Free Microtonal Synthesizer For Windows

microtonal-vst-windows

Xen-Arts has released Xen-FMTS 2 – a free microtonal synthesizer for Windows.

Xen-FMTS 2 is a 4 Operator FM Synthesis VSTi with a specialized set of features for computer musicians interested in exploring the possibilities of making music with alternative intonation systems

It is a freeware 32-bit plugin instrument for Windows that includes 115 patches, 55 microtunings and 56 partials files.

Microtuning Features:

  • Internally loads and externally receives both MTS (MIDI Tuning Standard) Bulk Dump and Single Note Microtuning Files
  • Operator ratios can easily be set to values that are coincident with the microtuning being used, thereby producing intonation related sidebands in the timbre of the instrument
  • Microtonal pitch-bend ranges may be configured in cents, harmonics and superparticular ratios
  • Arbitrary microtonal pitch shifting makes it possible to easily pitch transpose the oscillators in both octave and non-octave increments

Here’s a preview of Xen-FMTS 2 in action:

See the Xen-Arts site to download.


5 thoughts on “Free Microtonal Synthesizer For Windows

  1. Be forewarned: most alternate tunings just sound out of tune unless you use them properly. The Werkmeister organ tuning has its pluses, but woe to you if you apply it elsewhere. *Skronk!* Peter Namlook made good use of such sounds a few times. If you really want to get the full monty, listen to Wendy Carlos’s “Beauty In The Beast.” Her discography is in distributor limbo, so its hard to find, but she’s working on it. That album will show you exactly what alternate tunings are good for, as with the brass overtone series. Its hard to wrap your head around, but its riveting when it works. You have to broaden your ears to even listen to them, much less play them. If you’ve never heard much of this arena, download this and step through the various tunings. Having only a small FM engine is a bit limiting, but still useful and good for learning what’s what.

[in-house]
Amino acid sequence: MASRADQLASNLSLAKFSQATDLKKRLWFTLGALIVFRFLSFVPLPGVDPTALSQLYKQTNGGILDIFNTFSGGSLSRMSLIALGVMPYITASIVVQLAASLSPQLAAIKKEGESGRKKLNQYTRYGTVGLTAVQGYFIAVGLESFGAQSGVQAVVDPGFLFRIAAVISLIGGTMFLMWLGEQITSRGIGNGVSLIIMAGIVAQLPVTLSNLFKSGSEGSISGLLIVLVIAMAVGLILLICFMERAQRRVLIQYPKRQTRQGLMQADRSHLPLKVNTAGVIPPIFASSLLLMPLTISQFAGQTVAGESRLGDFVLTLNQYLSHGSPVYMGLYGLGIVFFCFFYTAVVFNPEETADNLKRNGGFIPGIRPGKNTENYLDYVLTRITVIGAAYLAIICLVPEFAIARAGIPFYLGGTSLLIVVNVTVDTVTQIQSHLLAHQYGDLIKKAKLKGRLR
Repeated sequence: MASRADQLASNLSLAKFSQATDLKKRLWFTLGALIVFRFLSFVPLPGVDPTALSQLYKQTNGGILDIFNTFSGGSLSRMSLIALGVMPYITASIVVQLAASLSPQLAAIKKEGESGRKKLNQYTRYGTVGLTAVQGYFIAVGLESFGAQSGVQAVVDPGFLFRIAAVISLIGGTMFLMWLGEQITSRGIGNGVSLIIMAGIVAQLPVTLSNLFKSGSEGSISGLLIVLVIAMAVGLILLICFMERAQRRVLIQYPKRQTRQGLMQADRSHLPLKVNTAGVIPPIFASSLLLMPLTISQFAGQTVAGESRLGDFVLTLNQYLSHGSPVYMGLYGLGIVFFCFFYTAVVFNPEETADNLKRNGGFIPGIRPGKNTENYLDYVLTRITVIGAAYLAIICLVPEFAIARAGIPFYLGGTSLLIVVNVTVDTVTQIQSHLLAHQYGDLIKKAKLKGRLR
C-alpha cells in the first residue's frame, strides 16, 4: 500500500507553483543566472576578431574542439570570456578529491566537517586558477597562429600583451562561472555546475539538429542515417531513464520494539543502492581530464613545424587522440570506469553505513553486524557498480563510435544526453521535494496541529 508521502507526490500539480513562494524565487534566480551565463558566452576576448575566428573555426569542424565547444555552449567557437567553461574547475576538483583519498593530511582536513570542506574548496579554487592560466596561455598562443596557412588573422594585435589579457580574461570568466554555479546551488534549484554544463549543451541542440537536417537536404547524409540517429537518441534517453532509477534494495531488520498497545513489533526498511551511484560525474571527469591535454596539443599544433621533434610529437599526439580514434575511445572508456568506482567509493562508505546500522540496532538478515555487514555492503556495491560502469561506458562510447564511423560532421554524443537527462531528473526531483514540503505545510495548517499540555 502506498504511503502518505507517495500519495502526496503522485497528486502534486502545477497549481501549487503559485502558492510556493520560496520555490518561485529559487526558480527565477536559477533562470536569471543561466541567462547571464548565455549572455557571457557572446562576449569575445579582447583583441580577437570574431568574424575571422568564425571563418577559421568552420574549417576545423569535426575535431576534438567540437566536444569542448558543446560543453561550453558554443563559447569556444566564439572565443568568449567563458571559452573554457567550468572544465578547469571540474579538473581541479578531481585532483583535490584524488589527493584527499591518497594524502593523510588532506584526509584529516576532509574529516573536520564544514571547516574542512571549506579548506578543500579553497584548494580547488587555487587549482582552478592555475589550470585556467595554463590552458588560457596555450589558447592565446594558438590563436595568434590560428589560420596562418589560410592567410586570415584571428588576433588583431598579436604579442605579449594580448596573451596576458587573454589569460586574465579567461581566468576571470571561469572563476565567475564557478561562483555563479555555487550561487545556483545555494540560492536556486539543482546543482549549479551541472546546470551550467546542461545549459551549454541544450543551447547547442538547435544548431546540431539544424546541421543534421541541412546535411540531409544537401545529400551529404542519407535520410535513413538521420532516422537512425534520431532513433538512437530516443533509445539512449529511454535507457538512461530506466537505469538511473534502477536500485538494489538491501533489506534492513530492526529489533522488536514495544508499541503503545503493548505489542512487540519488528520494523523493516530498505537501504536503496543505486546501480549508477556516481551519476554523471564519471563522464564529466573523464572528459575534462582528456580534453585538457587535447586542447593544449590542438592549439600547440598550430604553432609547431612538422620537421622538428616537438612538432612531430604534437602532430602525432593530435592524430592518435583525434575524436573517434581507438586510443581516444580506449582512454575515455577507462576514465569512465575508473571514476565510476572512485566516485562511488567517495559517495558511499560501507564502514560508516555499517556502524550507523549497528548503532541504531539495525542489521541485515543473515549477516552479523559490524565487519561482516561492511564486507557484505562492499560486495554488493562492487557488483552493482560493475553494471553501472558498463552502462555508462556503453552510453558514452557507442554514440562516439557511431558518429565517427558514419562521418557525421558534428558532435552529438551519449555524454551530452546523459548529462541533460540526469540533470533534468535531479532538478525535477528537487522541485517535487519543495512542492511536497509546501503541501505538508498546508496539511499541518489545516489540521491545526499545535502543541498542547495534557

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  2. FM is almost an intro to additive. FM is like a rose; additive is like a dozen. I’m idly considering an additive synth. I’ve tried some demos and I like being able to grab harmonics in groups. FM sometimes gets a bit clangorous when played polyphonically. Additive is more rewarding there, to my ear. Either one would be a good candidate for a Scala tuning bank if you really want to explore. I’ve seen several synths that will accept that packet. Uh oh, look out, microtonal Ramones cover tunes dead ahead.

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